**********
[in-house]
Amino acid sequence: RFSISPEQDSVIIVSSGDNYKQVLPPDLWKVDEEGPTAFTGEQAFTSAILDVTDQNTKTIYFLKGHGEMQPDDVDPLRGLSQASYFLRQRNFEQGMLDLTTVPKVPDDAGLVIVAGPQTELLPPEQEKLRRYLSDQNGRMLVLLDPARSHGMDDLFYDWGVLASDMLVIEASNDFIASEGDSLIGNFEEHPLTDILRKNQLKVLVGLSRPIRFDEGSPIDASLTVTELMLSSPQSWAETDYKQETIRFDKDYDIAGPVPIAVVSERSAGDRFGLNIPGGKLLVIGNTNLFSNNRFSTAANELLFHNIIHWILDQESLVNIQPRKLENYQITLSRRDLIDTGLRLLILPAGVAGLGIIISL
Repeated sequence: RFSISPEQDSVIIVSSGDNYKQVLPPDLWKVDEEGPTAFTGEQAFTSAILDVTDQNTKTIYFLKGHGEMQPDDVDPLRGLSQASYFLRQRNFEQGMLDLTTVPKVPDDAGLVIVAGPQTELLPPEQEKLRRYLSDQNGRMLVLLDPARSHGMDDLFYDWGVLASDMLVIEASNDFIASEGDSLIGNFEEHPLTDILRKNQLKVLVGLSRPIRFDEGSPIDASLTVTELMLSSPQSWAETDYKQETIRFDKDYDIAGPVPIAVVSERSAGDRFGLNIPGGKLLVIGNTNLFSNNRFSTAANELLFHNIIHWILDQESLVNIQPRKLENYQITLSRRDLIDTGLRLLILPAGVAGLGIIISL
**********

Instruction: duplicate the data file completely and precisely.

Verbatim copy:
[in-house]
Amino acid sequence: RFSISPEQDSVIIVSSGDNYKQVLPPDLWKVDEEGPTAFTGEQAFTSAILDVTDQNTKTIYFLKGHGEMQPDDVDPLRGLSQASYFLRQRNFEQGMLDLTTVPKVPDDAGLVIVAGPQTELLPPEQEKLRRYLSDQNGRMLVLLDPARSHGMDDLFYDWGVLASDMLVIEASNDFIASEGDSLIGNFEEHPLTDILRKNQLKVLVGLSRPIRFDEGSPIDASLTVTELMLSSPQSWAETDYKQETIRFDKDYDIAGPVPIAVVSERSAGDRFGLNIPGGKLLVIGNTNLFSNNRFSTAANELLFHNIIHWILDQESLVNIQPRKLENYQITLSRRDLIDTGLRLLILPAGVAGLGIIISL
Repeated sequence: RFSISPEQDSVIIVSSGDNYKQVLPPDLWKVDEEGPTAFTGEQAFTSAILDVTDQNTKTIYFLKGHGEMQPDDVDPLRGLSQASYFLRQRNFEQGMLDLTTVPKVPDDAGLVIVAGPQTELLPPEQEKLRRYLSDQNGRMLVLLDPARSHGMDDLFYDWGVLASDMLVIEASNDFIASEGDSLIGNFEEHPLTDILRKNQLKVLVGLSRPIRFDEGSPIDASLTVTELMLSSPQSWAETDYKQETIRFDKDYDIAGPVPIAVVSERSAGDRFGLNIPGGKLLVIGNTNLFSNNRFSTAANELLFHNIIHWILDQESLVNIQPRKLENYQITLSRRDLIDTGLRLLILPAGVAGLGIIISL